Light at the Museum

How a new wing made a Kansas City classic cutting edge

The Nelson-Atkins Museum of Art in Kansas City, Mo., is a serene neoclassical building from 1933. A stately terraced lawn with a sculpture garden pours down from the grand south entrance. Nine years ago, when the museum's director, Marc Wilson, and his trustees decided it was time to expand, they began a search for architects. Eventually they whittled the list down to six. Nearly all the finalists proposed building on the parking lot at the building's rear, a location that wouldn't interfere with its grand fa├žade. Only Steven Holl dared to suggest an addition that would cascade down the eastern edge...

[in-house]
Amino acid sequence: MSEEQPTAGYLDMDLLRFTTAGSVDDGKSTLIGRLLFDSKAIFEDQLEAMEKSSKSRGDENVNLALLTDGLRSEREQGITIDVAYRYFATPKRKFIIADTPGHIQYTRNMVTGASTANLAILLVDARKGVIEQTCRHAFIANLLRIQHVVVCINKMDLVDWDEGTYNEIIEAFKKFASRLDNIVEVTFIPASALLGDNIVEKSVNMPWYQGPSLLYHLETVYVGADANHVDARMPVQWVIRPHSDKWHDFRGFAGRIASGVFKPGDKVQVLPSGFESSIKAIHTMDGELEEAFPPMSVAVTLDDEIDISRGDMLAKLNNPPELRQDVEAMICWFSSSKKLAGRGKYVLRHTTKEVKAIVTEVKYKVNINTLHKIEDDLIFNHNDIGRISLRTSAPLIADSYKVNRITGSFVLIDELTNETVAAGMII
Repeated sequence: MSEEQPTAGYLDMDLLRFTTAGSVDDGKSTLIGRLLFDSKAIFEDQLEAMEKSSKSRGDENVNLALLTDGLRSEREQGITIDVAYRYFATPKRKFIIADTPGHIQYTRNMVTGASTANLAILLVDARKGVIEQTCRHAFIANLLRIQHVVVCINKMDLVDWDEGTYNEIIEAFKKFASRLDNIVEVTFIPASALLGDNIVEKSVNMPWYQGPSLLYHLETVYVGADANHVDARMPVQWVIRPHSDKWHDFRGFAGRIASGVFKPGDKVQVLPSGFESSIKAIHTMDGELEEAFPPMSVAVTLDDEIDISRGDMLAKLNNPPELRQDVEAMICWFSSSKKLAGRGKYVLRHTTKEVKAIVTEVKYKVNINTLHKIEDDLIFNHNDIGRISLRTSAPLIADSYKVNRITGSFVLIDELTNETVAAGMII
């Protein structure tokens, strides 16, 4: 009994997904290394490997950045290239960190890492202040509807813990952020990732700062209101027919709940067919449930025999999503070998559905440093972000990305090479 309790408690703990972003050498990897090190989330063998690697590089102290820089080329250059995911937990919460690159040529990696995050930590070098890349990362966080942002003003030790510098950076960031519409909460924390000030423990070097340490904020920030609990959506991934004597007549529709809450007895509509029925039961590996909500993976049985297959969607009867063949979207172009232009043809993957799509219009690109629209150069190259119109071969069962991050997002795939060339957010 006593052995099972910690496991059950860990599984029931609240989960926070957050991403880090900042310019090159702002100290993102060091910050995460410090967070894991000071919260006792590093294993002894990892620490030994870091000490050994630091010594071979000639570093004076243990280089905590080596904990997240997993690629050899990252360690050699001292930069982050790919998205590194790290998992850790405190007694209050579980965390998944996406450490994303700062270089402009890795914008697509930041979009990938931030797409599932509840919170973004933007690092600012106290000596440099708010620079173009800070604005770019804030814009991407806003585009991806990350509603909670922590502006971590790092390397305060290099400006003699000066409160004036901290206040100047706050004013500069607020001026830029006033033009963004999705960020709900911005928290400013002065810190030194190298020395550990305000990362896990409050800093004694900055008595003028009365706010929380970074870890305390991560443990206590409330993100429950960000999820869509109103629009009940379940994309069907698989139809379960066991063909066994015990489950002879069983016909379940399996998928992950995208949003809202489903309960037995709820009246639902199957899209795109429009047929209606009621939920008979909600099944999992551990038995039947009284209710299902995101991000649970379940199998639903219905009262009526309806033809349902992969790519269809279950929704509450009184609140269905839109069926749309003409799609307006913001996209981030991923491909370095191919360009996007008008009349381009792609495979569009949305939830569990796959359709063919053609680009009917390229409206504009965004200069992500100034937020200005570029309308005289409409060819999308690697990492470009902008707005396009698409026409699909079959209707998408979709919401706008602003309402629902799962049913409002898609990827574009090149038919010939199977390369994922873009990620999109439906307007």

Want the full story?

Subscribe Now


Get TIME the way you want it

  • One Week Digital Pass — $4.99
  • Monthly Pay-As-You-Go DIGITAL ACCESS$2.99
  • One Year ALL ACCESSJust $30!   Best Deal!
    Print Magazine + Digital Edition + Subscriber-only Content on

Learn more about the benefits of being a TIME subscriber

If you are already a subscriber sign up — registration is free!